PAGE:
We have inherited the word malaria from the Latin words malus aria, from Italian mal’aria through the contracted Italian mala aria which means “bad or evil air” because it was originally thought that this disease was caused by foul air, and particularly by vapors given off by swamps. It was also called “swamp fever”, and it is one of the most ancient infections known to humans.
In the 5th century B.C., Hippocrates classified the fever types as quotidian (daily), tertian (alternate days) and quartan (fever three days apart). He also noticed that those who drank the stagnant marsh water had large stiff spleens, a characteristic of the disease, and fatal dropsy was common among them.
Roman soldiers camped away from the swamps to avoid the disease. There has always been some recognition of the association between swampy, marshy areas and the disease, although the exact roles of the mosquito and the parasite were not known until the beginning of the 20th century.
Later, mankind learned that mosquitoes could carry parasites from an infected man to a healthy one, with the …
… result: the other man could also get malaria!
Malaria is the world's most important infectious disease, affecting more than a hundred million people each year.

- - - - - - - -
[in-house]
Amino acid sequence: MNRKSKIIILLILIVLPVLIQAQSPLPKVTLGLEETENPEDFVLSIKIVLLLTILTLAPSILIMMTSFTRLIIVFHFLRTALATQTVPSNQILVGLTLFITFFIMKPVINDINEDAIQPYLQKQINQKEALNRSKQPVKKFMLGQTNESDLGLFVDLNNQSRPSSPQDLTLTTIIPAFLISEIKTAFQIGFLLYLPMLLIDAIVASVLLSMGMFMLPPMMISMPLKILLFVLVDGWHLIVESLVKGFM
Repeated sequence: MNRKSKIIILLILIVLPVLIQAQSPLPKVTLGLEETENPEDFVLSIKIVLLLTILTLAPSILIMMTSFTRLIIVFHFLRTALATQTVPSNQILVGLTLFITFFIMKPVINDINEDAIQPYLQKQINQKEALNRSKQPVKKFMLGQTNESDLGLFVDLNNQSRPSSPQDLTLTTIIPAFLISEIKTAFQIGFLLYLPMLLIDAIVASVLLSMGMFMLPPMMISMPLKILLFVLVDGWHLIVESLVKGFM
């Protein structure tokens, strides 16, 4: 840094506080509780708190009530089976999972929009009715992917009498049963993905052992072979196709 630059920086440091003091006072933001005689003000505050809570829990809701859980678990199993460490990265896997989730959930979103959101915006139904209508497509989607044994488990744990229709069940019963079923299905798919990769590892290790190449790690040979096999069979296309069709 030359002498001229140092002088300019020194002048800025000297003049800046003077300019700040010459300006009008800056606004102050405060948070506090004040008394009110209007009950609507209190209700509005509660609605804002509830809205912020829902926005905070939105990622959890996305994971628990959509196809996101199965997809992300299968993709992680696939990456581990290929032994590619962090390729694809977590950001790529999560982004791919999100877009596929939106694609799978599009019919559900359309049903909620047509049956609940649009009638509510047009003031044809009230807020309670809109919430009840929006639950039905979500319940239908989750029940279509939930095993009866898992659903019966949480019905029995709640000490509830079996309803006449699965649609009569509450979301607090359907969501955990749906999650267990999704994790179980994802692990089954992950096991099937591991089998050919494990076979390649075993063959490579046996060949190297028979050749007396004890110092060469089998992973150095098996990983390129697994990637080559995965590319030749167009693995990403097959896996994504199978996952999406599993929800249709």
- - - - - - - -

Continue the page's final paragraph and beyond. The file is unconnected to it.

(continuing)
According to the World Health Organization, the following statistics reveal the spread of malaria in the world.
- Africa: Ninety-seven million cases of malaria a year. The tropical region’s leading killer of children claims five percent under five.
- Latin America: One million cases a year. The settlement of people in mosquito-infested rain forests in Brazil has exposed millions to the disease.
- Asia: Nine million cases a year. New, hard-to-treat strains are rapidly gaining ground.
Malaria carrying mosquitoes have given us a plague of global dimensions. Developed countries are relatively free of malaria, but it remains well entrenched across the tropical world. The greatest burden falls on Africa; according to an article in the November 30, 1992, issue of Newsweek magazine, titled, “A Killer Returns”, pages 34-39.
What can be done to repel mosquitoes?
- Scientists led by Padma Vesudevan of the Indian Institute of Technology in New Delhi have determined that peppermint oil can also repel mosquitoes and kill the larvae.
- They floated films of the oil, extracted from the peppermint plant Mentha piperita, on top of larvae-filled water; a day later nearly all the larvae were killed.
- The protection rate, based on the experience of volunteers who spent several nights outside, averaged 85 percent.
- The oil was especially effective against Anopheles culicifacies, the principal carrier of malaria in India [and many other places].
- There are some who believe that another kind of mala aria, or “malaria,” is today’s pollution.
For more information about mosquitoes, go to mosquitoes, Part 1.
Here is additional information about mal- word units.